So you have decided to move on from your current employer. Now what? How do you get an interview and then how do you prepare for your interview? Let’s take a look at steps to getting that coveted job offer.
Years ago at the beginning of my career I had difficulty getting an interview, let alone a job. As I have gotten further on the jobs tend to come to me. Still, even if the manager comes to you with the offer you can lose it with a bad interview. So how do I ensure I get the interview and what do I do once I have it.
How to Get the Interview
Well, the first thing to understand about getting the interview I hinted at in my last paragraph. The easiest way to get an interview is through your contacts. As we’ve discussed repeatedly making those connections is the key to getting ahead. The reality is, those online job sites are practically useless. There is almost no way to stand out in such a large sea. So getting your resume and CV in front of the hiring manager is the minimum cost of entry.
Now, not all of us are heavily connected. So what to do if you have no in naturally. The answer is to find a way in the hard way. Use tools like Linkedin to search for connections between you and the company. Lookup the company and the department in google and Linkedin to see if you can find a name, number, or email. Do whatever you can do to get your resume in a hiring manager’s physical hands.
Defining a Good Resume
You want that resume and CV to stand out. Preparing those documents is a bit beyond the scope of this post. However, an article on the topic can be found here. At a high level, you want your resume to be clear, crisp, professional, and concise. You also want it to specifically highlight and be tailored to the job and company you are applying.
Focus on The Hiring Company’s Need
That last sentence is often overlooked. It applies to both applications and interviews. The best way to be successful with an application or interview is to tailor your approach to the hiring company’s needs. In the resume you should highlight those experiences or skills that apply to that need. In the interview you should highlight them and link them back to your interviewer’s specific need.
For example, suppose the employer is looking for someone to write software in a specific language. You should highlight in your resume your experience in that language as well as how you’ve used it. When you research deeper you determine they want Java experience to improve say their web applications. Well in the interview link that up.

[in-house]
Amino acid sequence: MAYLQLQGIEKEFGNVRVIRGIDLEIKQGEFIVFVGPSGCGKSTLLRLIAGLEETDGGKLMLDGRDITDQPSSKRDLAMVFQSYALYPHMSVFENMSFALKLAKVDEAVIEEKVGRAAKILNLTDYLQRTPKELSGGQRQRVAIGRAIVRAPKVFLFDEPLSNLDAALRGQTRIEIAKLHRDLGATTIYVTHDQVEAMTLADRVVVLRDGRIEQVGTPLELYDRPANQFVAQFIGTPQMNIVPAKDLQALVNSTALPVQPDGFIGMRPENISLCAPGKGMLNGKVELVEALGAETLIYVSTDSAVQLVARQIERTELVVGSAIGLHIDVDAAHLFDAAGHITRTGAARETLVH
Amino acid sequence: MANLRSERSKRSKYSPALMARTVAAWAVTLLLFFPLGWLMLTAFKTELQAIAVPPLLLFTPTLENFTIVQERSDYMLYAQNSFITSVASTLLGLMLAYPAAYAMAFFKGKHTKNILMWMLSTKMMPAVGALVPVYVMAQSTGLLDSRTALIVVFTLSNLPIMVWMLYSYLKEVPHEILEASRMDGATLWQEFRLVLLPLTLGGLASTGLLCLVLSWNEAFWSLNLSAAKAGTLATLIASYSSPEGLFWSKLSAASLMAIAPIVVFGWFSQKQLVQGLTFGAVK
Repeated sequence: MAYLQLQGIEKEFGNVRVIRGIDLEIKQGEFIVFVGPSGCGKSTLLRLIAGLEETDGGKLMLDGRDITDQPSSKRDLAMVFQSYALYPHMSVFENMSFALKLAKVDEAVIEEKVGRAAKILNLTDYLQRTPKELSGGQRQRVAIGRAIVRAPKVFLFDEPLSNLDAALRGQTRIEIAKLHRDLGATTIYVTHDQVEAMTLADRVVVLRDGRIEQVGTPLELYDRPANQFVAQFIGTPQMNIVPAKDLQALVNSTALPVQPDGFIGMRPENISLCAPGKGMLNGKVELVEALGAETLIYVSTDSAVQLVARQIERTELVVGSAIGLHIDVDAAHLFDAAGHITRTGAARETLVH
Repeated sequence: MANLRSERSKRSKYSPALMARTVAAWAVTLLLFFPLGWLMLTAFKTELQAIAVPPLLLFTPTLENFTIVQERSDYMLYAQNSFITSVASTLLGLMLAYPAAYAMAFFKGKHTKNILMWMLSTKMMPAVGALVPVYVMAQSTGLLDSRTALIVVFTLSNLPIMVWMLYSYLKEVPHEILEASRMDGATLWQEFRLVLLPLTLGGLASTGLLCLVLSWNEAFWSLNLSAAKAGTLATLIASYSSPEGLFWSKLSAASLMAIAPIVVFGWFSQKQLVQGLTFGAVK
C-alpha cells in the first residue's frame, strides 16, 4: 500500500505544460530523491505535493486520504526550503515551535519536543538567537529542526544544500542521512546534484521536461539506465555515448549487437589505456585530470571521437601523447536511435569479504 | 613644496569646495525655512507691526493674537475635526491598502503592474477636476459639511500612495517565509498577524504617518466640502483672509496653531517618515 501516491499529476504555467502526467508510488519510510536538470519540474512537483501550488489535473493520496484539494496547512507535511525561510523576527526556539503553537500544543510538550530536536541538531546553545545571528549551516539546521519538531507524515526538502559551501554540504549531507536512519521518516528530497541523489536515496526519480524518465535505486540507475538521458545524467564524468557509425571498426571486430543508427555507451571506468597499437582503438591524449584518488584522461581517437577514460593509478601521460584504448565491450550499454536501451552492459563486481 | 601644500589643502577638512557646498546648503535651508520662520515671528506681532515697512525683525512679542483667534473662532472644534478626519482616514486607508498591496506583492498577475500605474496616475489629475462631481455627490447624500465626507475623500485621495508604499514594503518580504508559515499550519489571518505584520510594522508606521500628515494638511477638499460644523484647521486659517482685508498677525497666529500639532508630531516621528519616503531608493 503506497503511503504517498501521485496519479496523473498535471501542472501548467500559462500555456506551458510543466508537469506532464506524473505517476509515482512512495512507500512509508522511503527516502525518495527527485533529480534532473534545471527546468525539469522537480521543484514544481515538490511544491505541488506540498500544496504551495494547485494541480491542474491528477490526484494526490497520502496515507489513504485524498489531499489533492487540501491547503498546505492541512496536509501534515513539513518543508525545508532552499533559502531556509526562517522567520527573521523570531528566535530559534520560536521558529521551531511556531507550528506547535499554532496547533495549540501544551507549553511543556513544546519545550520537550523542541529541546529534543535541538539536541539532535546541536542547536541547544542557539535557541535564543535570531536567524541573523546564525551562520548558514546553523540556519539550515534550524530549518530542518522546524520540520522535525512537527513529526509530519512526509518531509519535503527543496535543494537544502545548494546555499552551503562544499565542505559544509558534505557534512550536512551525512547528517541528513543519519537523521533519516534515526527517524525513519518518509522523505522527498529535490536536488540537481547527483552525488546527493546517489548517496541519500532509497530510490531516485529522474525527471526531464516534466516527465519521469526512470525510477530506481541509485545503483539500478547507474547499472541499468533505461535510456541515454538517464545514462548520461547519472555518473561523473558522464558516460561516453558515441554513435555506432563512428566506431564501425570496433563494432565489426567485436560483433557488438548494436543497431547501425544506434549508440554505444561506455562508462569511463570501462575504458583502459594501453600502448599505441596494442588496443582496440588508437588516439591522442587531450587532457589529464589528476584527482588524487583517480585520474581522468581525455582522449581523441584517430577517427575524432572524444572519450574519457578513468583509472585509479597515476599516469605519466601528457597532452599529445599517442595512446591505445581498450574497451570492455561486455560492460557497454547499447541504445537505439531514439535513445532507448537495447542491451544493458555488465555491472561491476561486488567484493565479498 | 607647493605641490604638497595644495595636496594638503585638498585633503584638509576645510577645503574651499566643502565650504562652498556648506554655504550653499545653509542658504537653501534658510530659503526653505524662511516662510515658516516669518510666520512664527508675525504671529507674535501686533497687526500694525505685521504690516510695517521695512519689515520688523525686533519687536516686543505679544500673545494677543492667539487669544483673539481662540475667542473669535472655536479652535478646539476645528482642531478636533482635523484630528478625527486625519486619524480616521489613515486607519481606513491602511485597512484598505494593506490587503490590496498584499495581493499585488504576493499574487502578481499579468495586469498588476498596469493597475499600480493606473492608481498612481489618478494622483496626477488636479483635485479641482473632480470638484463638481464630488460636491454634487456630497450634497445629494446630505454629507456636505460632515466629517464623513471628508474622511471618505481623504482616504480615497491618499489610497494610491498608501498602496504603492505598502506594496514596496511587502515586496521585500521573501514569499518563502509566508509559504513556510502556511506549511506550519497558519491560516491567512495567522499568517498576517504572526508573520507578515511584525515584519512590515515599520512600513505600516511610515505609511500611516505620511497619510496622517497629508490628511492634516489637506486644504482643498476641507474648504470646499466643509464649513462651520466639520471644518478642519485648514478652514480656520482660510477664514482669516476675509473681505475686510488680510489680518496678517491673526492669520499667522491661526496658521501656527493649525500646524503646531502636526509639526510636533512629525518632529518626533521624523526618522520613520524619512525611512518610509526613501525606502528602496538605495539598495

Say you have X number of years experience working on Java on the web. Then pull out a specific example in the interview where you used Java to create web applications. The more specific the example, and the more apropos to the company’s needs the better impression you will make. Add hard number results where possible.
Follow Up On Your Application
Once you’ve sent the application, follow up after a few days validating they got your resume and offering to check if they have any questions. The key here is to stay top of mind.
Preparing For the Interview
So once you have the interview it’s time to start interview preparation. Again it all starts with understanding the job, the target company, and their need. Research, research, research! Once you have this information tailor some responses to those interview questions you will obviously receive:
- Why you are interested in the job?
- Tell me about yourself?
- What is your greatest weakness (see here for examples of how to respond <link>)
- Why should they hire you?
- What questions do you have about the job?
Remember to Plan to Ask Questions
A note on the last one. I would always ensure you have a few questions in your pocket. Questions show interest. You can find more common interview questions here.
Highlighting Your Experience in the Interview
After you have the outlines of how you will respond to the above questions also jot down some ideas about relevant experience and situations. As you do this think back to the company’s specific need. Be sure to speak to how your experience will fill that need.